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Come Closer; chapter four braving the wilderness

“I imagine one of the reasons people cling to their hates so stubbornly is because the sense, once hate is gone, they will be forced to deal with pain.”

James A Baldwin

This time last Monday I was sobbing in my car at school. The pressure of my pending new book release, a broken car being towed to the mechanic but the real story was bathed in jealousy.

There is always fifty-five sides to a story and in the wake of my meltdown over the last week, I have zoomed in on the foundation of the story that held me captive in that moment.

It was a metaphorical pimple that screamed out for attention and I had to unpack the depth of the pain. This is the beauty and the sheer terror of community. It is easy to hold judgements and let pain slide when we watch humanity from a wide angle lens. But what about when it’s on micro zoom? What about old wounds that surface, from your family of origin and how come it is so painful to face them with authenticity?

Each Monday, we have been walking through Brene Brown’s latest book “Braving the Wilderness” with our online book club Mondays with us. And I find myself here today in chapter four.

People Are Hard to Hate Close Up. Move In.

Recently I sat in a workshop “How to Deal With Anger” by Anne Galambosi. She unpacked many different ways that we can make friends with our anger. One of the greatest lessons that I took away from her workshop, was to come close to my anger, rather than push it away. She brought a participant up on the stage and held their arms. She said, “Struggle, wrestle, come on try and make me let go of you”. And the more distant she was from the person, the harder it was to break away. However, she showed us, as we come close to the anger. The person was easily able to break free.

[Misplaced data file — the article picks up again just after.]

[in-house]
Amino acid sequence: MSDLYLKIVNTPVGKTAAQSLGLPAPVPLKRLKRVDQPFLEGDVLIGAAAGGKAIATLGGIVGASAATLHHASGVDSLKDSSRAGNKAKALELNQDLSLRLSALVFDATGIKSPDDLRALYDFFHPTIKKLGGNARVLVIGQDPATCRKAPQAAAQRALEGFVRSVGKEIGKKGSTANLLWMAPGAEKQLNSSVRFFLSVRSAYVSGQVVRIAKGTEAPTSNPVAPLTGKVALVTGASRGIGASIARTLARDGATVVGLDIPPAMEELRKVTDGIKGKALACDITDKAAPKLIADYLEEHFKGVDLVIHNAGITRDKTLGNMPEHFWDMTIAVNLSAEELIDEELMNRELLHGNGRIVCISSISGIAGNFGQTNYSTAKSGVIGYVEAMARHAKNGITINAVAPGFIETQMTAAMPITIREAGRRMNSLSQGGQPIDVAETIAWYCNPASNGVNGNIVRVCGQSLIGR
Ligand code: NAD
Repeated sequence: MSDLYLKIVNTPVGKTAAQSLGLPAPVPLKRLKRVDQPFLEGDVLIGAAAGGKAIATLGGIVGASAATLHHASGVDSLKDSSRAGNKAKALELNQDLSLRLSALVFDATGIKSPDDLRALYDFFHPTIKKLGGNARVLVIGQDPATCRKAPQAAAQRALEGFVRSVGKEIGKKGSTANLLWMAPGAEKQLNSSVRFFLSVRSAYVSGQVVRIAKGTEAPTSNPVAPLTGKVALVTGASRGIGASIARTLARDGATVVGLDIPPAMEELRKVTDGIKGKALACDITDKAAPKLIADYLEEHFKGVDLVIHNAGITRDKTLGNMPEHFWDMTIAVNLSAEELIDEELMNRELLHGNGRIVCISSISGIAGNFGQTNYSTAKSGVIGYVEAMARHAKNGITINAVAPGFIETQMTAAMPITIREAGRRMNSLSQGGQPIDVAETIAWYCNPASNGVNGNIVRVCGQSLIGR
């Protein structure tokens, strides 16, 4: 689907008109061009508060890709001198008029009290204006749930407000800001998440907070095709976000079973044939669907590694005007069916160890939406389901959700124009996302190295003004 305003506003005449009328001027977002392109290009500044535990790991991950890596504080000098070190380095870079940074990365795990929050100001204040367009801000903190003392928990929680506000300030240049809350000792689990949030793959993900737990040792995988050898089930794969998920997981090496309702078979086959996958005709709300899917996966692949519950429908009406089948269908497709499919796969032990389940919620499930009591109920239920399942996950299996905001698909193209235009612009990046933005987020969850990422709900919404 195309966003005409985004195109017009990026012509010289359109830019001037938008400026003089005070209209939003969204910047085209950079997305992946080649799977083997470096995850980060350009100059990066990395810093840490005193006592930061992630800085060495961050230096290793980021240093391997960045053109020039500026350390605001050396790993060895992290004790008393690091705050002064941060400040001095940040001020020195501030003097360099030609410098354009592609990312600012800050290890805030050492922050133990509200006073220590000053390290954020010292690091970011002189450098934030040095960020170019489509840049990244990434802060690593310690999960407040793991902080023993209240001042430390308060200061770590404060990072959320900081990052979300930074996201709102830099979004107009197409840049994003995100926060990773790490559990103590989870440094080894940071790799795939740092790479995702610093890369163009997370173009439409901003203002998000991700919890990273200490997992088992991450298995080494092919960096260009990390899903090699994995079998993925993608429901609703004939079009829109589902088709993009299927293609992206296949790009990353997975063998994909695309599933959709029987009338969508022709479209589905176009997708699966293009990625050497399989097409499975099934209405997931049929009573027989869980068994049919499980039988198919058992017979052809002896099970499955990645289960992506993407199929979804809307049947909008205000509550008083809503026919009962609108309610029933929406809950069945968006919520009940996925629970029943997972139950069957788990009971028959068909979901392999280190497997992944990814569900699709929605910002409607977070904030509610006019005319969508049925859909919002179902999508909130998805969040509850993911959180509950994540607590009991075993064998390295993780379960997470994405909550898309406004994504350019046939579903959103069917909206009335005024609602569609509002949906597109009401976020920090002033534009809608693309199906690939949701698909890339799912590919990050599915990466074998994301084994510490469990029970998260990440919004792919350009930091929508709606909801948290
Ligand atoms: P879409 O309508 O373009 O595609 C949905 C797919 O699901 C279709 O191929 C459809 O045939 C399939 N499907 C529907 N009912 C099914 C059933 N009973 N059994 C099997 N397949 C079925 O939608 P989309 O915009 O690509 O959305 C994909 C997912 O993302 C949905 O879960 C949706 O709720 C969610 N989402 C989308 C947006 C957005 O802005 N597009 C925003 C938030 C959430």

Brene says it this way…

“Anger is a catalyst. Holding on to it will make us exhausted and sick. Internalizing anger will take away our joy and spirit; externalising anger will make us less effective in our attempts to create change and forge connection.”

The closer we become to anyone, humanity, our family, our friends, our work colleagues,  and in of our relationships, especially when they are accessed from an authentic place, the more likely it is that we will face conflict.

I love the question that Brene explores in this chapter around conflict, emotions and having a different view.

Sometimes when I get overwhelmed, my default is “agree to disagree” and shut it down. What do you think about that approach?

My answer is this.

I am terrible at agreeing to disagree. I am not the flight person in this scenario. I have learnt to fight.

The problem is, my fight tendency has ruined some relationships because they have felt attacked in the midst of my struggle to find a middle ground.

What about you?

Then she goes on to ask this question.

So if we decide to be brave and stay in the conversation, how do we push through the vulnerability and stay civil?